Friday, July 29, 2011

Optical character recognition, anyone?

There are, as I've mentioned before, advantages to my habit of writing longer pieces (short stories and novels) by hand. The primary advantage is the lack of distraction.

The Internet is not just a click away when you're writing with a fountain pen on a pad of paper. And I need all the help I can get - *oh, look at the pretty shiny thing!* {sigh}

However, there is a disadvantage. When done with a novel, there are around four full pads of text to, somehow, computerize. Not to worry, where there's a technical problem, there's a technological solution.

And we all know technology won't fail us, yes?

"Yeah, right" I believe is the phrase I'm searching for.

I use a Mac for my writing. Other than for small stuff, I really haven't found the iPad useful for the purpose. And I try not to sweat the small stuff, as they say.

Recently I upgraded to Mac OS Lion. I'm an early adopter, what can I say.

The speech to text software I use to dictate my scribblings...ah well, it's not all that Lion-compatible, is it? There I was, being all "early adopter" and "techie" with my OS Lion and text to speech software. And where did it get me?

Up a gum tree without a paddle - or some such mixed idiom.

I'm actually only three pages short of completing the loading of one of the novels I'm working on. No tragedy. I can type that as easily as dictate it.

Of course, there is the other three pads full of another novel waiting in the wings to be entered. Well, I've enough to be going on with editing the current one. By the time I'm done with that, Dragon Dictate for Mac will have the problem fixed.

Ever hopeful - a requirement when you depend on technology.

6 comments:

  1. Ouch! I write with pad and pencil for the same shiny reasons, but after each chapter I run to the computer and type it up. For me, the advantages are A) having a novel in the first place, as I would never be able to stomach looking at 4 pads of paper and begin to type, and B) I keep my writing in separate chapters, which is much easier to edit than looking at a full document.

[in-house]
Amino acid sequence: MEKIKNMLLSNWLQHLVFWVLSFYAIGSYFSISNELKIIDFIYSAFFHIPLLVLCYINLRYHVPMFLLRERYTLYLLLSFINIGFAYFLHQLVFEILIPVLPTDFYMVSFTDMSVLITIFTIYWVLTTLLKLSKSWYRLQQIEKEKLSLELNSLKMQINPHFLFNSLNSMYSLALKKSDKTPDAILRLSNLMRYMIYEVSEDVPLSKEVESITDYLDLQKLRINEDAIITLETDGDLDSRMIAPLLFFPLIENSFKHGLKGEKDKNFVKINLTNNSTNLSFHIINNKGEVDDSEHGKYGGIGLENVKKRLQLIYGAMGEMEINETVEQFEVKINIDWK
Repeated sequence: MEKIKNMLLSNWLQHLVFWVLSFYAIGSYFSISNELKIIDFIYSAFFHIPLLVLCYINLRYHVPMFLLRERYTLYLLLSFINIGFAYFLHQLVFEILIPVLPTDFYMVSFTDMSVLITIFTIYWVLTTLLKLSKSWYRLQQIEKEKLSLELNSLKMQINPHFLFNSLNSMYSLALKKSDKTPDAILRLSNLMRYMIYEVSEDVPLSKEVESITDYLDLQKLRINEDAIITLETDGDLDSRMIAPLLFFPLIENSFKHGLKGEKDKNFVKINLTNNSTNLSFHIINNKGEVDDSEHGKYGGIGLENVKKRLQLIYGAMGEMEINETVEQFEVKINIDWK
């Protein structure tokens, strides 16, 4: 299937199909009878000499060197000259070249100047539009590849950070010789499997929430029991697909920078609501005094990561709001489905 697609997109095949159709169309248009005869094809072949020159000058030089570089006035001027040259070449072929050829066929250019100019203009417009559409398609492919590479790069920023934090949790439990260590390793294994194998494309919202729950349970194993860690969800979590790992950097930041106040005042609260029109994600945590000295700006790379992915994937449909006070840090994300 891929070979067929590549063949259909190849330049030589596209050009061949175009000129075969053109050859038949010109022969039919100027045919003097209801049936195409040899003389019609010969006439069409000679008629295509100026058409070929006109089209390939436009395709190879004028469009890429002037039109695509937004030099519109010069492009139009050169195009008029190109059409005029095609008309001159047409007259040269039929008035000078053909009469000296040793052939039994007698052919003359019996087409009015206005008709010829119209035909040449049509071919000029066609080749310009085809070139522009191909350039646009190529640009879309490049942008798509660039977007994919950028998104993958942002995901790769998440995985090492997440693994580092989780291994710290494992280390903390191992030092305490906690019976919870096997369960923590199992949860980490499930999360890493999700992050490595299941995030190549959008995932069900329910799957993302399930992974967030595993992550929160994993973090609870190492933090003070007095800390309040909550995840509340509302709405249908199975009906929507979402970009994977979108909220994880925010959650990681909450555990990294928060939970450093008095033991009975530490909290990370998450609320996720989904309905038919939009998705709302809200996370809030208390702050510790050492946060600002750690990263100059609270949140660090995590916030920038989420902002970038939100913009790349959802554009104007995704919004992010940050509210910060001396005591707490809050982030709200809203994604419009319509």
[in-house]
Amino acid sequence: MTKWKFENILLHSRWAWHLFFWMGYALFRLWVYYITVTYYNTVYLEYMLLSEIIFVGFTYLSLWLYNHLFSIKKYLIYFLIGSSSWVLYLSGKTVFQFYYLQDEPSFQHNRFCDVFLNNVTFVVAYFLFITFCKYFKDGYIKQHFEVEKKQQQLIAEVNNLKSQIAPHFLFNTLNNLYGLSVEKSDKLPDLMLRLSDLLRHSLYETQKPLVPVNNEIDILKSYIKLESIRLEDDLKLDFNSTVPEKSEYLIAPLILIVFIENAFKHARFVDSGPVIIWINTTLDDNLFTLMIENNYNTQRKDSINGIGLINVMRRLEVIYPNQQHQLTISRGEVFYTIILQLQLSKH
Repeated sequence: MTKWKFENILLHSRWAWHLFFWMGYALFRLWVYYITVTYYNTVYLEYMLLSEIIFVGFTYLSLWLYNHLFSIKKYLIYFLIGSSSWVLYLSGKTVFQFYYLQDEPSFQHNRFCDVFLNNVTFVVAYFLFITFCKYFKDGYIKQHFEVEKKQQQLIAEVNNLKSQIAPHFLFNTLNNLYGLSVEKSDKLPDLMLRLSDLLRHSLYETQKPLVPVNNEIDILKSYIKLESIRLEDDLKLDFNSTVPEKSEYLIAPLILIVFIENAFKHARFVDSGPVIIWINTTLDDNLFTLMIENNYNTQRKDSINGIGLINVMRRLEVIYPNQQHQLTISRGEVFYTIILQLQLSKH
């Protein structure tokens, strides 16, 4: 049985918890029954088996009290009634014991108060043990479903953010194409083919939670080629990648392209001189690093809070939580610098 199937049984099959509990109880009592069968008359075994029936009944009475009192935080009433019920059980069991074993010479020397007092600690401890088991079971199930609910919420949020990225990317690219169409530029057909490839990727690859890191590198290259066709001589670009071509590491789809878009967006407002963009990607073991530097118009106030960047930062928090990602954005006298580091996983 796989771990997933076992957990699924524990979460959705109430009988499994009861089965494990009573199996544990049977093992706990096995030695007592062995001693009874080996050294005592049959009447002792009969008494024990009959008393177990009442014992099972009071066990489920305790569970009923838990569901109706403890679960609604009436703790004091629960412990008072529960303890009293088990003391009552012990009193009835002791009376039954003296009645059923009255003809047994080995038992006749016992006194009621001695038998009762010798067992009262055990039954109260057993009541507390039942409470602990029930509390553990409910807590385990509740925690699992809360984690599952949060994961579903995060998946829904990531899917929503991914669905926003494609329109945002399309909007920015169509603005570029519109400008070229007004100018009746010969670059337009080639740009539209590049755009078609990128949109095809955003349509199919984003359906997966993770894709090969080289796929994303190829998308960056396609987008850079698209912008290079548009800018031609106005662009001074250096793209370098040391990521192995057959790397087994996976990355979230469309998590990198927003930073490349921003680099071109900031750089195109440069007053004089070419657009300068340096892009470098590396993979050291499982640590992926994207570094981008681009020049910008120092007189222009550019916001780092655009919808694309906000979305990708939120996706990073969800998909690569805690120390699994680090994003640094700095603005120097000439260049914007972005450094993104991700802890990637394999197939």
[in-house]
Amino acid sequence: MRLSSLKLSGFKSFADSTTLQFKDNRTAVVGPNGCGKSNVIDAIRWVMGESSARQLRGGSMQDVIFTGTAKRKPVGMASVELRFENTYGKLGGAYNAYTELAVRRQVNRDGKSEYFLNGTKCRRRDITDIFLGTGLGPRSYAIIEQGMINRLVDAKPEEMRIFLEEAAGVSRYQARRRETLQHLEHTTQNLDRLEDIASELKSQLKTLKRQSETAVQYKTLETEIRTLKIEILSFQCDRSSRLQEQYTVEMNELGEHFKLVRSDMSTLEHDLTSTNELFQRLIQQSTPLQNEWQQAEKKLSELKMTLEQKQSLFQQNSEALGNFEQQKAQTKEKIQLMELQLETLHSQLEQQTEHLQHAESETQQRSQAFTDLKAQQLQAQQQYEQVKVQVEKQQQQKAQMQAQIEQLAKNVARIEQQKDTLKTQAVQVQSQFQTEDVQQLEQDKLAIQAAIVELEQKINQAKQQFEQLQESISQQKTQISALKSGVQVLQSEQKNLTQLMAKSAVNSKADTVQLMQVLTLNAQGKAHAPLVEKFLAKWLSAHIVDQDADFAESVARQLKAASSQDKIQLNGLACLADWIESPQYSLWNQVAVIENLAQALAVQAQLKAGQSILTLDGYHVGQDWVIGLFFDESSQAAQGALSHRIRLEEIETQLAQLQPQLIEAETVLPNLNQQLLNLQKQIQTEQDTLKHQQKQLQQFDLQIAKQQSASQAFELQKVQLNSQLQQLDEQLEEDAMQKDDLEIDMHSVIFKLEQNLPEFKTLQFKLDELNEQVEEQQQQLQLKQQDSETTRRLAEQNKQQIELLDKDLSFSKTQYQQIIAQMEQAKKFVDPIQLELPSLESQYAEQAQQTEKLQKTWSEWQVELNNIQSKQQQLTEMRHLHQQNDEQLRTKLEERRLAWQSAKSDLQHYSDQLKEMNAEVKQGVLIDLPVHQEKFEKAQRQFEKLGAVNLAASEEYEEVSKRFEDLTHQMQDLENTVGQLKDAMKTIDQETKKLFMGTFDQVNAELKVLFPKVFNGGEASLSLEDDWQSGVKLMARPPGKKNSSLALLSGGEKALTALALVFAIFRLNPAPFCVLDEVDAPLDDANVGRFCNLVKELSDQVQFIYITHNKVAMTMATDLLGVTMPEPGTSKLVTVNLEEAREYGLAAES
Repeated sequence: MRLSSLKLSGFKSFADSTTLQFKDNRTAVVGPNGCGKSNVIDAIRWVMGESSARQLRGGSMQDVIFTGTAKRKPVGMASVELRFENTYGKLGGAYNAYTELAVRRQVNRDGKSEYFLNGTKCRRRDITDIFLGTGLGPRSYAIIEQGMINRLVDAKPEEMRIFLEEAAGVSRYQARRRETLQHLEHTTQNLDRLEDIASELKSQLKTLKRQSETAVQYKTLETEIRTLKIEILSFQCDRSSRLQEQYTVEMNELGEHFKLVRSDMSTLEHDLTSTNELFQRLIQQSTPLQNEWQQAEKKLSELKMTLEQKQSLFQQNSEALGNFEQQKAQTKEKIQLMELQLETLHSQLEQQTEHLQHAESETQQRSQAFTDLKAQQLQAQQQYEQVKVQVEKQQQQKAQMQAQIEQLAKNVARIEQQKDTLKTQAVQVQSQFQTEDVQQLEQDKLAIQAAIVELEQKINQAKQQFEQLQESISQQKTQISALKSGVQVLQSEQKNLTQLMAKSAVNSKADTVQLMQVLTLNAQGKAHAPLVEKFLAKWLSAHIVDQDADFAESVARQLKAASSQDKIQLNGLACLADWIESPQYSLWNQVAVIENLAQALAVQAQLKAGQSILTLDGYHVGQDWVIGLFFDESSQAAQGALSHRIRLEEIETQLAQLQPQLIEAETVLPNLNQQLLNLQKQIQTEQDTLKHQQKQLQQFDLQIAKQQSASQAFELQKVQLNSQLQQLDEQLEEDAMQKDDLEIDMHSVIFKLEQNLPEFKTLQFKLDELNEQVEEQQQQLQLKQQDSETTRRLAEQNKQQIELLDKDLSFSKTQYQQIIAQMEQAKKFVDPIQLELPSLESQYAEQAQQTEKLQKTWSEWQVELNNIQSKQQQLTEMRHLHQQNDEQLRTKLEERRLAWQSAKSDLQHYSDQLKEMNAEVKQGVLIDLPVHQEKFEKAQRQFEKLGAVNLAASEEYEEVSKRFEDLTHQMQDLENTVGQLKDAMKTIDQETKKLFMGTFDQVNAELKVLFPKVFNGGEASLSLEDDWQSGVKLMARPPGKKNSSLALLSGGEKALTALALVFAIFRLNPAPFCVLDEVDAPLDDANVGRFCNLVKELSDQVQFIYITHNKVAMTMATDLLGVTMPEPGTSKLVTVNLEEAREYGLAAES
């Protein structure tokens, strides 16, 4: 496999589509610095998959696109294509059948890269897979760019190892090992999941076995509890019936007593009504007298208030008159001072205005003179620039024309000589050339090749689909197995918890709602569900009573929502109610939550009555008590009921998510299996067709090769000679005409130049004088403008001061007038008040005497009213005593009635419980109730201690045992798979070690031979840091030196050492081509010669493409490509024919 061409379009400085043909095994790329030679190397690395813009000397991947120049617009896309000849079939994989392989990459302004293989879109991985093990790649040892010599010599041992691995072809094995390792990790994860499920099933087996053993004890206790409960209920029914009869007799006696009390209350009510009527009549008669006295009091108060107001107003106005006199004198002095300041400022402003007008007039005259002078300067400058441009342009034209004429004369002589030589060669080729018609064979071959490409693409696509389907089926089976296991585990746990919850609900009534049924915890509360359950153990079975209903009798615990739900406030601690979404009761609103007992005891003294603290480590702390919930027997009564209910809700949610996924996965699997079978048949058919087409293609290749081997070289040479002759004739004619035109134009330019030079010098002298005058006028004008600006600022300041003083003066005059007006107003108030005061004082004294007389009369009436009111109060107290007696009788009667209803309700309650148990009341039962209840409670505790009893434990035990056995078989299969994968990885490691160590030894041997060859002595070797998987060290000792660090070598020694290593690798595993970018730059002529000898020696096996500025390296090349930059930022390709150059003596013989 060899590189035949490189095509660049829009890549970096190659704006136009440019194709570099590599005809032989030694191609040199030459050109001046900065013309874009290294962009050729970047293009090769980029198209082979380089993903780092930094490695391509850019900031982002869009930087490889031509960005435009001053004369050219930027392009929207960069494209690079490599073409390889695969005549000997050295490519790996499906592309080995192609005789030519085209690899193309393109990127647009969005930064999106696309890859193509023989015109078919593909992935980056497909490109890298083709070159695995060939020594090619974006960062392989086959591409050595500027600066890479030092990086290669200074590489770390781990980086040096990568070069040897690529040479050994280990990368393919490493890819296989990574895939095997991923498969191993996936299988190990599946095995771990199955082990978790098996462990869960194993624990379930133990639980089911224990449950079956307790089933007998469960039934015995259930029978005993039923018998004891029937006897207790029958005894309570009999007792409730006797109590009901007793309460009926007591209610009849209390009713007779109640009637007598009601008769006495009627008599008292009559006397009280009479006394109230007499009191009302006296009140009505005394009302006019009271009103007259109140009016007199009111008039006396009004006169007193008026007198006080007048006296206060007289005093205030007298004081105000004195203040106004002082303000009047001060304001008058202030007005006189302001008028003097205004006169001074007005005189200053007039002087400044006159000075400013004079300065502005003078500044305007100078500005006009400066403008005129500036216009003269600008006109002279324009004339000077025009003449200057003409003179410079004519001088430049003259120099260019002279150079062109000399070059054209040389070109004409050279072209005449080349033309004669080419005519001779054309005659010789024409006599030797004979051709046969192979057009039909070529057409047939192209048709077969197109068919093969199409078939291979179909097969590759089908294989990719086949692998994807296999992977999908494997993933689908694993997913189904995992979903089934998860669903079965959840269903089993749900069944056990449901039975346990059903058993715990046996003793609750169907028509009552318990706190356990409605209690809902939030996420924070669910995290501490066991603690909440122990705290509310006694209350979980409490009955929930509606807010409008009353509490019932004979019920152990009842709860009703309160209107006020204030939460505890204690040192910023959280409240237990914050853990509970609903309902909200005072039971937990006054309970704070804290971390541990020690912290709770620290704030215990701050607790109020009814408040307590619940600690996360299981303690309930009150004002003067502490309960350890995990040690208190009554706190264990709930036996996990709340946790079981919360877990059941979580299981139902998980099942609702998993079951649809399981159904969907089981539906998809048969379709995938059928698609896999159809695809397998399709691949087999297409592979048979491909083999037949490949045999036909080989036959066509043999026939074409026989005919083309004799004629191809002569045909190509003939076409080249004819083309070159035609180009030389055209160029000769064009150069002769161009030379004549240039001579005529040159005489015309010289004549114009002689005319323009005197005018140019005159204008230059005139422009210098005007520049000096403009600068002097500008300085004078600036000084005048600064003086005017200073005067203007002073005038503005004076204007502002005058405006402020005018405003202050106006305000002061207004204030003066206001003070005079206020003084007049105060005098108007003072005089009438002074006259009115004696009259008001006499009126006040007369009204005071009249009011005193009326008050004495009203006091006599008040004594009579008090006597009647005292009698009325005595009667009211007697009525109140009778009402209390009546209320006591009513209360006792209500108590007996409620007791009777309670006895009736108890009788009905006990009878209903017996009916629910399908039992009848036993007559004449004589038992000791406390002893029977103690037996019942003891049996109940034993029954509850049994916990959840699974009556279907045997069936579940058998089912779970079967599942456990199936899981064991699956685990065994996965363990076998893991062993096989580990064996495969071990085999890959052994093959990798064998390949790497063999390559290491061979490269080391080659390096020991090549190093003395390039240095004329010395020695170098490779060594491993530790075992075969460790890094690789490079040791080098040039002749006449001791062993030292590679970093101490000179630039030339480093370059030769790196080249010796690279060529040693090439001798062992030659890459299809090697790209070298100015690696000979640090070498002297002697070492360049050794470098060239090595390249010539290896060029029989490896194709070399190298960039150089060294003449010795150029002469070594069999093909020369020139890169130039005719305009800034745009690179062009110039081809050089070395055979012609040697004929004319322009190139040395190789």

Good luck with the dictation! I don't think I could survive it.

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  2. Whenever I write something longhand and then have to type it up, I enjoy it because I see it as hitting two birds with one stone. I'm typing something up and at the same time revising and editing it so it's better.

    I've never had to type up a whole novel though. That would be tedious.

    Jai

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  3. @Laura - Agreed, I couldn't type four pads' worth of text either, hence the speech to text software. With only a few pages left to enter, I'll be able to do the last part typing. Then restructuring and editing, and polishing.

    I don't think I could do it using your approach. I suspect I might get too distracted editing (plus I'm not always sure where the chapter breaks go.)

    @Jai - When I'm working on a short story, I use the typing of it (after writing) as an editing opportunity. On a novel, I'd be forever typing, particularly if I were editing at the same time. I do make small adjustments as I talk at my computer while it types.

    Thank you both for commenting.

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  4. This is another one of the reasons I admire you, Kevin - I could never type in that much or have the patience to dictate :)

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  5. I always want to write my stories by hand but I find I get bored and then start typing. Besides, I doubt there is a speech recognition program on the planet that could cope with my accent. So ultimate respect to anyone who uses such a workflow!

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  6. @Estrella - I couldn't type that much either, hence the involvement of speech to text software. When it works, that is...

    @Icy - I find I get bored (and distracted) when I'm typing anything of any decent length. The software copes pretty well with my voice - and had fits because I gave one of my characters a last name of "Dorofiyenko". It was not happy :D

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